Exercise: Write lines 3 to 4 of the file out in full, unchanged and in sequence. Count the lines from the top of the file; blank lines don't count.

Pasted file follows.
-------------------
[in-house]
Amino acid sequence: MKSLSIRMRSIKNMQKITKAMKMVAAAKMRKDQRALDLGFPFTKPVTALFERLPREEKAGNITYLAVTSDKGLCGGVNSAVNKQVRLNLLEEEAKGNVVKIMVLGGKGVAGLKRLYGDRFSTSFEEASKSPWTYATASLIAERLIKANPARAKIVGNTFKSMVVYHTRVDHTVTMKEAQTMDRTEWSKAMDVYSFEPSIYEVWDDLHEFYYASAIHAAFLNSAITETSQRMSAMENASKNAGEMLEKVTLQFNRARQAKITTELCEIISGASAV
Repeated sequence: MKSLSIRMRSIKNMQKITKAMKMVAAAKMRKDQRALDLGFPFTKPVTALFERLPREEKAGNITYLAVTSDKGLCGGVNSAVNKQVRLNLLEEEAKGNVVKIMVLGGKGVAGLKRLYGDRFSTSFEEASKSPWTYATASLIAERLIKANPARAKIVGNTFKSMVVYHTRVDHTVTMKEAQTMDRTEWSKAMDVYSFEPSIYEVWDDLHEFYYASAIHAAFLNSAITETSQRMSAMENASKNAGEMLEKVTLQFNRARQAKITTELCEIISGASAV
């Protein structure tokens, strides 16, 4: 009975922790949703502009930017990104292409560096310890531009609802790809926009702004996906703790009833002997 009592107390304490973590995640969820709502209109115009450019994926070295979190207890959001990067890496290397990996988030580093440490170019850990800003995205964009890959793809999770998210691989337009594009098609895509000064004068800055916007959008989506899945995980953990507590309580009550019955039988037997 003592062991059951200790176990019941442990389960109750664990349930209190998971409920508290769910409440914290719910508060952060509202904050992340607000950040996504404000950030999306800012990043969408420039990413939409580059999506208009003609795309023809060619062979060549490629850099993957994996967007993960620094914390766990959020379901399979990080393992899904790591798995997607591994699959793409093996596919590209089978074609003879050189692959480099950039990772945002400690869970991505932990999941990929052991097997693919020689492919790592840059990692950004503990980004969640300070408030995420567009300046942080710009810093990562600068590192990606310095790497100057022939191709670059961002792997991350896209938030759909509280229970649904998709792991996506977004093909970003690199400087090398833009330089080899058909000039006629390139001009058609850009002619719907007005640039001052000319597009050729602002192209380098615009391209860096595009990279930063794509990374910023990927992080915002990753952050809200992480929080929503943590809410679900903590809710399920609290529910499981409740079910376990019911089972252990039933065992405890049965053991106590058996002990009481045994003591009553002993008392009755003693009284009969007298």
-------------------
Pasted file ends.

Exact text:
Repeated sequence: MKSLSIRMRSIKNMQKITKAMKMVAAAKMRKDQRALDLGFPFTKPVTALFERLPREEKAGNITYLAVTSDKGLCGGVNSAVNKQVRLNLLEEEAKGNVVKIMVLGGKGVAGLKRLYGDRFSTSFEEASKSPWTYATASLIAERLIKANPARAKIVGNTFKSMVVYHTRVDHTVTMKEAQTMDRTEWSKAMDVYSFEPSIYEVWDDLHEFYYASAIHAAFLNSAITETSQRMSAMENASKNAGEMLEKVTLQFNRARQAKITTELCEIISGASAV
């Protein structure tokens, strides 16, 4: 009975922790949703502009930017990104292409560096310890531009609802790809926009702004996906703790009833002997 009592107390304490973590995640969820709502209109115009450019994926070295979190207890959001990067890496290397990996988030580093440490170019850990800003995205964009890959793809999770998210691989337009594009098609895509000064004068800055916007959008989506899945995980953990507590309580009550019955039988037997 003592062991059951200790176990019941442990389960109750664990349930209190998971409920508290769910409440914290719910508060952060509202904050992340607000950040996504404000950030999306800012990043969408420039990413939409580059999506208009003609795309023809060619062979060549490629850099993957994996967007993960620094914390766990959020379901399979990080393992899904790591798995997607591994699959793409093996596919590209089978074609003879050189692959480099950039990772945002400690869970991505932990999941990929052991097997693919020689492919790592840059990692950004503990980004969640300070408030995420567009300046942080710009810093990562600068590192990606310095790497100057022939191709670059961002792997991350896209938030759909509280229970649904998709792991996506977004093909970003690199400087090398833009330089080899058909000039006629390139001009058609850009002619719907007005640039001052000319597009050729602002192209380098615009391209860096595009990279930063794509990374910023990927992080915002990753952050809200992480929080929503943590809410679900903590809710399920609290529910499981409740079910376990019911089972252990039933065992405890049965053991106590058996002990009481045994003591009553002993008392009755003693009284009969007298």